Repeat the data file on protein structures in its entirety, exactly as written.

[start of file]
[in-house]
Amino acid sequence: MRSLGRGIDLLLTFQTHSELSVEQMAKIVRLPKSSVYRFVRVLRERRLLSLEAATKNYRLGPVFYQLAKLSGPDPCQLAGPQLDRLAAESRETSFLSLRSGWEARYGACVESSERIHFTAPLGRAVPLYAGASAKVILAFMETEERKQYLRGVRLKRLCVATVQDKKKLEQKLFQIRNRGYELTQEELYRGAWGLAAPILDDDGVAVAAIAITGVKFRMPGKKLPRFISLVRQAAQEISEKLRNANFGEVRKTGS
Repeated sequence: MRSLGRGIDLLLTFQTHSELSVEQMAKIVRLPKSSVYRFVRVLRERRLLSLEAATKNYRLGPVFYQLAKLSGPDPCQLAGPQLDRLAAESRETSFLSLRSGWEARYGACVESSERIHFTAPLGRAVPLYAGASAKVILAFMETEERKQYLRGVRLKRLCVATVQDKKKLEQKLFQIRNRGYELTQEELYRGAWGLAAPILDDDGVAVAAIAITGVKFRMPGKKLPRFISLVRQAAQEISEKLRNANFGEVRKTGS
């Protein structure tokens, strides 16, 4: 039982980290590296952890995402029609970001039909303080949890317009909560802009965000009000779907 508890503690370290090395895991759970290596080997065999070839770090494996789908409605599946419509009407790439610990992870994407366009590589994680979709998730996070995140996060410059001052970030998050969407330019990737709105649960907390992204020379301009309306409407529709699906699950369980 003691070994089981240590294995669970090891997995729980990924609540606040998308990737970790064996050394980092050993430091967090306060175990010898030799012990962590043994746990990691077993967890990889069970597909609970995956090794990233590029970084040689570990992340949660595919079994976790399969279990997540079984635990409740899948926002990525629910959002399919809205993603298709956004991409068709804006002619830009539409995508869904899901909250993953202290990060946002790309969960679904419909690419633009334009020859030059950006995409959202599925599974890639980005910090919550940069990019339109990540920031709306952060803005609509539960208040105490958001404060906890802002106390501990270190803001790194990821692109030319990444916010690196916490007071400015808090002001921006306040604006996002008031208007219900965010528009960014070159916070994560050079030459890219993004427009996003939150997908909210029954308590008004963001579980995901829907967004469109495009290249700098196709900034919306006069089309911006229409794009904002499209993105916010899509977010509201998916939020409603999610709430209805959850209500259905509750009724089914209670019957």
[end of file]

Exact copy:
[in-house]
Amino acid sequence: MRSLGRGIDLLLTFQTHSELSVEQMAKIVRLPKSSVYRFVRVLRERRLLSLEAATKNYRLGPVFYQLAKLSGPDPCQLAGPQLDRLAAESRETSFLSLRSGWEARYGACVESSERIHFTAPLGRAVPLYAGASAKVILAFMETEERKQYLRGVRLKRLCVATVQDKKKLEQKLFQIRNRGYELTQEELYRGAWGLAAPILDDDGVAVAAIAITGVKFRMPGKKLPRFISLVRQAAQEISEKLRNANFGEVRKTGS
Repeated sequence: MRSLGRGIDLLLTFQTHSELSVEQMAKIVRLPKSSVYRFVRVLRERRLLSLEAATKNYRLGPVFYQLAKLSGPDPCQLAGPQLDRLAAESRETSFLSLRSGWEARYGACVESSERIHFTAPLGRAVPLYAGASAKVILAFMETEERKQYLRGVRLKRLCVATVQDKKKLEQKLFQIRNRGYELTQEELYRGAWGLAAPILDDDGVAVAAIAITGVKFRMPGKKLPRFISLVRQAAQEISEKLRNANFGEVRKTGS
């Protein structure tokens, strides 16, 4: 039982980290590296952890995402029609970001039909303080949890317009909560802009965000009000779907 508890503690370290090395895991759970290596080997065999070839770090494996789908409605599946419509009407790439610990992870994407366009590589994680979709998730996070995140996060410059001052970030998050969407330019990737709105649960907390992204020379301009309306409407529709699906699950369980 003691070994089981240590294995669970090891997995729980990924609540606040998308990737970790064996050394980092050993430091967090306060175990010898030799012990962590043994746990990691077993967890990889069970597909609970995956090794990233590029970084040689570990992340949660595919079994976790399969279990997540079984635990409740899948926002990525629910959002399919809205993603298709956004991409068709804006002619830009539409995508869904899901909250993953202290990060946002790309969960679904419909690419633009334009020859030059950006995409959202599925599974890639980005910090919550940069990019339109990540920031709306952060803005609509539960208040105490958001404060906890802002106390501990270190803001790194990821692109030319990444916010690196916490007071400015808090002001921006306040604006996002008031208007219900965010528009960014070159916070994560050079030459890219993004427009996003939150997908909210029954308590008004963001579980995901829907967004469109495009290249700098196709900034919306006069089309911006229409794009904002499209993105916010899509977010509201998916939020409603999610709430209805959850209500259905509750009724089914209670019957």